A majority of House Republicans voted for amendments on Thursday that would have stripped Amtrak of its federal subsidies in 2016, although dozens of other Republicans joined with Democrats to kill the language.
The House was considering the transportation spending and housing spending bill for fiscal year 2016, which includes $55.3 billion in funding overall, and $1.13 billion for Amtrak.
Even after an Amtrak train crashed outside Philadelphia last month, Republicans have been keen to end taxpayer funding for the nation's government-owned passenger rail service. Rep. Mo Brooks, R-Ala., proposed two amendments for doing so.
His first would have ended all operating grants for Amtrak in the coming year, which would have blocked $288.5 million.
"A business that relies on subsidies and tax dollars to cover losses has little incentive to operate efficiently or effectively or, for that matter, as safely as it should," he during Wednesday night debate.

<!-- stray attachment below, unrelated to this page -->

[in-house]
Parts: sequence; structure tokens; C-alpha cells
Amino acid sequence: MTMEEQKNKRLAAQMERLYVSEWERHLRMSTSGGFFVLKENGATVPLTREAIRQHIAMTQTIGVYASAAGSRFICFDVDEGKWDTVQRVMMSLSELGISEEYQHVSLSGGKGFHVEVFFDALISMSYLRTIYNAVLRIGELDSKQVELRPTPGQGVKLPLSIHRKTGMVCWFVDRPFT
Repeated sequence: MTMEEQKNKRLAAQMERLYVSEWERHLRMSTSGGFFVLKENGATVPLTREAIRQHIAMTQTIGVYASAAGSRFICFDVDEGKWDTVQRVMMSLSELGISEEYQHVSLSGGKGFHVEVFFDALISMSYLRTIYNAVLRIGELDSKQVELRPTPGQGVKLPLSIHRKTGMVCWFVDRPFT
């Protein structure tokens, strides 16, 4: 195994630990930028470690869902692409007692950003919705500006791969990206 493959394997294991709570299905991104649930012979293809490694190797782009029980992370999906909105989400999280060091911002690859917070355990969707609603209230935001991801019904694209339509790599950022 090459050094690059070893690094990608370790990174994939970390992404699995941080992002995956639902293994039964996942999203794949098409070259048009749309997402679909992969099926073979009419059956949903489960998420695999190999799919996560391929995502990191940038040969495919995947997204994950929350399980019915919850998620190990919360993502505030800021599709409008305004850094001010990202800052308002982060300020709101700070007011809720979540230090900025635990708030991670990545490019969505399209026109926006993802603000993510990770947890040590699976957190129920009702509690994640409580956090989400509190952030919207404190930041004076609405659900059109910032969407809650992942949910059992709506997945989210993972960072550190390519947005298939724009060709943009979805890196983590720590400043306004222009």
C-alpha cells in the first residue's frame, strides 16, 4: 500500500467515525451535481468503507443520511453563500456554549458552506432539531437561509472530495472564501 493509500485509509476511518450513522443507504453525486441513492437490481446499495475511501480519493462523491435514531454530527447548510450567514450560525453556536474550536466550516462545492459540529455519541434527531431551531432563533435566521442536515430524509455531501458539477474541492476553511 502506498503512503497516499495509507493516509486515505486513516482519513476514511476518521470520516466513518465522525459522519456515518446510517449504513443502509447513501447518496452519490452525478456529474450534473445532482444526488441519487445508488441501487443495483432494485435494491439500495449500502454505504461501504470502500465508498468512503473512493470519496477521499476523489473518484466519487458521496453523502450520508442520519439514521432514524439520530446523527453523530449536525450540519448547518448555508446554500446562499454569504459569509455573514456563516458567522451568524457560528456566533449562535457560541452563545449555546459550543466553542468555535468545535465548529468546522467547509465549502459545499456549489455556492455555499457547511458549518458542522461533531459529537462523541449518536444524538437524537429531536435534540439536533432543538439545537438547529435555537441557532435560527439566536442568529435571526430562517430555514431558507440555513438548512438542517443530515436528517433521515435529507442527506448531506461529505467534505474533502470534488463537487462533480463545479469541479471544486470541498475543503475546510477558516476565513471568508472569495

"It is appalling that the federal government undermines and threatens the future of America's children and grandchildren in order to subsidize Amtrak passenger service that would be self-sufficient if Amtrak riders stopped mooching off of hard-working American taxpayers and, instead, simply paid for the actual cost of their rides," he added.
On Thursday, the House rejected Brooks' proposal in a 143-283 vote. But notably, Republicans favored the plan by an almost 3-2 margin, as GOP members split 142-99.
Only one Democrat, Rep. Jared Polis of Colorado, voted with Republicans.
Brooks then tried again, with language that would have cut $850 million in government capital and debt service grants to the railway. That proposal failed in a similar 139-286 vote.
The House did make two tweaks to Amtrak on Wednesday night related to safety. Members approved language allowing $9 million to be diverted to Amtrak for the installation on inward-facing cameras, to help monitor locomotive and engineer performance.
Additionally, another $500,000 was diverted to the inspector general that monitors Amtrak.
Members killed two other proposals to increase Amtrak funding by $290 million, money that would have come from the Federal Aviation Administration budget, and to boost Amtrak grants by $861.5 million.